What is an Audio Compressor – How Does Audio Compression Work

Of the many types of audio effects you can use in mixing, audio compression is one of the most useful tools at your disposal. It never hurts to brush up on the basics, so let’s identify what is an audio compressor and talk about how does audio compression work in mixing.

What is an Audio Compressor

what is an audio compressor

As the name suggests, an audio compressor is something which compresses audio, or specifically the loudest and highest peaks of audio.

By reducing the volume of the loudest peaks, there is less of a difference between the loudest and quietest parts of that audio.

The difference between the loudest and quietest instances in a clip of audio is referred to as its “dynamic range”.

Why would we want to reduce the peaks, thereby reducing the dynamic range? Here’s the thing – a healthy amount of dynamic range is a good thing. After all, it’s natural; sound out and about in the real world doesn’t have any compression.

Too MUCH dynamic range in a recorded clip of audio can cause problems in our mix, however.

Let’s take a recorded vocal, for instance.

In a vocal part which requires a lot of “belting” to hit some high notes, it’s not uncommon for there to be a difference of ten or more decibels between the loudest belted parts and the rest of the vocal.

Here’s a clip of a recorded vocal, showing peaks which max out at -6dB, and the quietest parts of the vocal going at or below -20dB:

too much vocal dynamics

That’s a difference of at least 14dB between the quietest and loudest parts!

This makes setting the proper volume for that vocal part in our mix extremely difficult.

Without compression, this would mean the vocal would either be too loud at the loudest points, or too quiet during the other parts.

Sure, we could turn the vocal’s fader volume down for the loudest parts and up for the quietest parts (a process known as vocal automation), but that’s not practical when there’s that much dynamic range.

By using an audio compressor on that vocal, we can turn down those peaks (known as gain reduction) to get a more consistent average volume throughout the track. And while we’re sacrificing a bit of its natural dynamic range, the vocal will ultimately sound more energetic, powerful, and simply better overall.

How Does Audio Compression Work

Let’s get a bit more in the weeds as far as how does audio compression work.

This goes back to the audio compressor settings which you’ll find on any hardware or software based audio compressor, including the stock one which came with your music recording and mixing software.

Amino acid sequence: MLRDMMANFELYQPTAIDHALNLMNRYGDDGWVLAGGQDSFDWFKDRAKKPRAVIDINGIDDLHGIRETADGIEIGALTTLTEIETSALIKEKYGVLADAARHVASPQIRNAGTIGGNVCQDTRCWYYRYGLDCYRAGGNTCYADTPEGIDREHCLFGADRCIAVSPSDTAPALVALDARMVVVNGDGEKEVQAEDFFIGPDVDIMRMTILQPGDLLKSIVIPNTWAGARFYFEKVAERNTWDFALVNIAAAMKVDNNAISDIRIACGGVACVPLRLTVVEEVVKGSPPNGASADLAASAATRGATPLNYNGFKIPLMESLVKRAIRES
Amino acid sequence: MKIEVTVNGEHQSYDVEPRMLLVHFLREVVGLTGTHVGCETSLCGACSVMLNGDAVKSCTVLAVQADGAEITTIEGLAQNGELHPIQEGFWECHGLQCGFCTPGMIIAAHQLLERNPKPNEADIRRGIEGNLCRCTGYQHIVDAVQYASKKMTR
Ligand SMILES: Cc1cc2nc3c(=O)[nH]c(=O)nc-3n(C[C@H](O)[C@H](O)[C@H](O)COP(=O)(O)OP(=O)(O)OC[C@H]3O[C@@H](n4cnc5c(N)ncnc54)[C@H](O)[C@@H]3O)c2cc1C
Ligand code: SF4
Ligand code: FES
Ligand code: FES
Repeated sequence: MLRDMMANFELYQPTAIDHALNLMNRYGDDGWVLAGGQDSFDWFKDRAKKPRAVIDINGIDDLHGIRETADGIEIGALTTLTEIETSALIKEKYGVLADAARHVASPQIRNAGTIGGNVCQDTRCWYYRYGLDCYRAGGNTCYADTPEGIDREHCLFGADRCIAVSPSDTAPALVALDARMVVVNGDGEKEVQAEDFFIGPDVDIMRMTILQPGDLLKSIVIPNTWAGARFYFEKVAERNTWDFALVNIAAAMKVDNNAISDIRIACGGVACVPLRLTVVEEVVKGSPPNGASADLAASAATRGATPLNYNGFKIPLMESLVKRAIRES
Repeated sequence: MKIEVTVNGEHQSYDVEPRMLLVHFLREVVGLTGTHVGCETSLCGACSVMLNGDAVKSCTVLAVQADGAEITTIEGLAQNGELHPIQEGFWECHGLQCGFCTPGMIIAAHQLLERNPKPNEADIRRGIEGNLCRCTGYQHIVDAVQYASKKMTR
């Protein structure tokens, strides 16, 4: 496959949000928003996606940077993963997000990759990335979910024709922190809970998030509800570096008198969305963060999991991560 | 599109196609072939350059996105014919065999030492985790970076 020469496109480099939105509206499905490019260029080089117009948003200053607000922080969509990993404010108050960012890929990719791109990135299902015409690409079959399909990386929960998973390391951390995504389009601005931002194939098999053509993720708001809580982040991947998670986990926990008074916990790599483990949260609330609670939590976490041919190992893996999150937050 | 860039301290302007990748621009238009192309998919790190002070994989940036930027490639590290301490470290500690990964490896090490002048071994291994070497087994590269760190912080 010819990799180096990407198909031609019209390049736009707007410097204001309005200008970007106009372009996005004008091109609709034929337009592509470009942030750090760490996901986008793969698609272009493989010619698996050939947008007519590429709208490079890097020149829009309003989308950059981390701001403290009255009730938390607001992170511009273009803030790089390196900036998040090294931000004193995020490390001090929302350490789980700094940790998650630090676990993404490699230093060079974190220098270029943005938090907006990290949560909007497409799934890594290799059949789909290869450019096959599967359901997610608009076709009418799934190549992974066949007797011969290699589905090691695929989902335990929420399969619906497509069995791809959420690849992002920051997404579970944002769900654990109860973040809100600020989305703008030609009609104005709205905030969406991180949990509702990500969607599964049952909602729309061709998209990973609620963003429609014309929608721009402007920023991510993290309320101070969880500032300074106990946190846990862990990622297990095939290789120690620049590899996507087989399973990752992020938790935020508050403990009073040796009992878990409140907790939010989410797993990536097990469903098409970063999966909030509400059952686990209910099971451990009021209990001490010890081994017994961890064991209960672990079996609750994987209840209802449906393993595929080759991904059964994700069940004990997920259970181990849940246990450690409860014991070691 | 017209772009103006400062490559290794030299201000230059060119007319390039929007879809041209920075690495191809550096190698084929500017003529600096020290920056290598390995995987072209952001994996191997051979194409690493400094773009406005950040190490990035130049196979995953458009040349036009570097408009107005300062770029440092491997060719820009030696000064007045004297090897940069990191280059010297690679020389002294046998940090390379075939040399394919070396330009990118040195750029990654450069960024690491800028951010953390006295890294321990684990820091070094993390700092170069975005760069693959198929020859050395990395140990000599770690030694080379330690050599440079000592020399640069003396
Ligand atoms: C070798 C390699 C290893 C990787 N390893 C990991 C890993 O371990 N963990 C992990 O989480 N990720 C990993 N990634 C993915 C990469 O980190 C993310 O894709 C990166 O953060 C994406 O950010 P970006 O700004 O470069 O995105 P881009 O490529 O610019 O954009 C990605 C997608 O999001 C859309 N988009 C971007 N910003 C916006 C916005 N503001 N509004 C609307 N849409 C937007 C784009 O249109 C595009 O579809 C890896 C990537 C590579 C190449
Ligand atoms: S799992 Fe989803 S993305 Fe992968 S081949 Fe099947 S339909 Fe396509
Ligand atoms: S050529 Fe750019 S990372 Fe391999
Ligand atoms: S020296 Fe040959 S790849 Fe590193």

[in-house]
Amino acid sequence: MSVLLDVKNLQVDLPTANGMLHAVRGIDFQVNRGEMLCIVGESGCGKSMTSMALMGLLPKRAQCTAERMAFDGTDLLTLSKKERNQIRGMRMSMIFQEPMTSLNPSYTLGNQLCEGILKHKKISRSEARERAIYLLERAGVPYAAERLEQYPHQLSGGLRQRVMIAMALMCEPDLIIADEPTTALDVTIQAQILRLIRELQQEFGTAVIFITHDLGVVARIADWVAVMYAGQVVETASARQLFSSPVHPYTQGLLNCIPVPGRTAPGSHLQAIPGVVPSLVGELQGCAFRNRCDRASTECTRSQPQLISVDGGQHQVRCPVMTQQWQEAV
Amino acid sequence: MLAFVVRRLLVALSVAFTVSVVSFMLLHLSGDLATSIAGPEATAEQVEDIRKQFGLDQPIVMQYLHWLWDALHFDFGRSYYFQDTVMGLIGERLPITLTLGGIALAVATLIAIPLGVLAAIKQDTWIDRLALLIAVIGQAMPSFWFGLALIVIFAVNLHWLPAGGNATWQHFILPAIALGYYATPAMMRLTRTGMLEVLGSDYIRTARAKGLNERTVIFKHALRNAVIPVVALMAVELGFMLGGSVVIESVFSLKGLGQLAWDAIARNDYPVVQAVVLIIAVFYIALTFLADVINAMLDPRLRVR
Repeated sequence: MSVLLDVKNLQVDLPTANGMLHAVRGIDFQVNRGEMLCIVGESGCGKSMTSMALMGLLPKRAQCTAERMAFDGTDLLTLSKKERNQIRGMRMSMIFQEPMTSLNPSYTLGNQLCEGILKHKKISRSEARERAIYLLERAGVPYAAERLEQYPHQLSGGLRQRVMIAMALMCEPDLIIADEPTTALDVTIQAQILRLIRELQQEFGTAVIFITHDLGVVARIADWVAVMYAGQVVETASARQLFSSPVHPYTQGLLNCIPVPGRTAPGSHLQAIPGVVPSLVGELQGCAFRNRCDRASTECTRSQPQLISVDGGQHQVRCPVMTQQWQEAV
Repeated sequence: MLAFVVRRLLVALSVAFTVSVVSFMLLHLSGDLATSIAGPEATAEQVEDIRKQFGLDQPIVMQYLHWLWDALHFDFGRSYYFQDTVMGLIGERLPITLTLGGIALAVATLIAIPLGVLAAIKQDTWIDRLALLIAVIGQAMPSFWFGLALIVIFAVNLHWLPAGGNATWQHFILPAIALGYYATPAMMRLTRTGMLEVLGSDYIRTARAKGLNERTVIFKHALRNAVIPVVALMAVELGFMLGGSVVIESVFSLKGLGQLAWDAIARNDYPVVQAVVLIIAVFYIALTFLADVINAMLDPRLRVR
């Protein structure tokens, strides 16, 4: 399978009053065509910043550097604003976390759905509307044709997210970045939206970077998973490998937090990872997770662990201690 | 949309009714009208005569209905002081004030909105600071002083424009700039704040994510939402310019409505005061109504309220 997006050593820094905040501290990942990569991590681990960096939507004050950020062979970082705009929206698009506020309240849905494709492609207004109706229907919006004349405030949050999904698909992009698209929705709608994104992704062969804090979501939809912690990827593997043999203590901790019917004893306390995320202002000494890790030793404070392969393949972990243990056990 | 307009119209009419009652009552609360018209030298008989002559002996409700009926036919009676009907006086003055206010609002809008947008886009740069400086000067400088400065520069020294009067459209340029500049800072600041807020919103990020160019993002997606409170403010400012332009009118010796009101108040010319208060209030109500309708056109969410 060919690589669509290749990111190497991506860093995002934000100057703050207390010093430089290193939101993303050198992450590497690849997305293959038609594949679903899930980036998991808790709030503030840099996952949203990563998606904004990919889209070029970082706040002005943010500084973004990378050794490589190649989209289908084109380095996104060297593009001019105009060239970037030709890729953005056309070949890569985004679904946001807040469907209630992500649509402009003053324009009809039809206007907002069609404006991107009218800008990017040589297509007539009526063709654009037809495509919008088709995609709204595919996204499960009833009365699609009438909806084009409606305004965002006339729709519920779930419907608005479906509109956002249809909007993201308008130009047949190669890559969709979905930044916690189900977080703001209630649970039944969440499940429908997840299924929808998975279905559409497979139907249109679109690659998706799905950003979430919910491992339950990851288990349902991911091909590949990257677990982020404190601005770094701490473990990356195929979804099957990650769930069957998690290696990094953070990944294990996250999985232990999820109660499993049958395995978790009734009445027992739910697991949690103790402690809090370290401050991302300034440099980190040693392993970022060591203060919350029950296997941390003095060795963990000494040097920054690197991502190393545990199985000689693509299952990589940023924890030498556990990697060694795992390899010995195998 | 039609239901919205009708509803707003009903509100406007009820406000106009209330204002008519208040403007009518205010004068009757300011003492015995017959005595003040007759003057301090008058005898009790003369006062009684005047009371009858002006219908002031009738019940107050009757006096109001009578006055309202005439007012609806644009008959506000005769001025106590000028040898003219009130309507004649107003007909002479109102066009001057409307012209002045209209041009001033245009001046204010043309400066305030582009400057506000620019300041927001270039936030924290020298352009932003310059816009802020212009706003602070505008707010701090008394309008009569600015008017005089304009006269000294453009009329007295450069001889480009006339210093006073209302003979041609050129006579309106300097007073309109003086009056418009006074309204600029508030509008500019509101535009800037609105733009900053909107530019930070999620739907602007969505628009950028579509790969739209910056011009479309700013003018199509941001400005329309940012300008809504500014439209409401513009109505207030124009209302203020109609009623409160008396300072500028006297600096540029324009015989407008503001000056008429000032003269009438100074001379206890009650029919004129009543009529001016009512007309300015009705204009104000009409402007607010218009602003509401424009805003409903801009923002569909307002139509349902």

The two main two settings on an audio compressor are the threshold and the ratio:

audio compressor settings chart

The compression threshold refers to the volume our audio must reach before any compression will happen.

In keeping with the vocal clip example I shared an image of earlier, if we set the threshold above (louder than) -6dB, nothing will be compressed because that’s as loud as that vocal gets.

If we set our threshold to -10dB, 4dB (the difference between -6 and -10) of that vocal will be compressed or turned down at the rate which we set.

The rate/degree at which the audio compressor applies its compression is known as the compressor’s ratio.

There’s a bit more math involved to truly understand how much the number of decibels is turned down based on the ratio:

compressor ratio explained

Thankfully you don’t need to do the math when it comes to setting your ratio.

The main thing to remember about ratio is that a higher ratio means the volume/gain which exceeds the threshold will be turned down more.

As a continuation of that point, the higher the ratio, the less transparent and more noticeable the compression will be. In other words, a lower ratio sounds more natural, but a higher ratio will offer more control of your signal and energy while sacrificing dynamics.

A 4:1 ratio is considered to be an average level and generally works well on most tracks. You can turn the threshold down to compress more of the signal.

A 2:1 ratio is considered very light and works well when you just want a little cohesion or glue to smooth things out. A 2:1 ratio isn’t suitable for especially dynamic audio clips.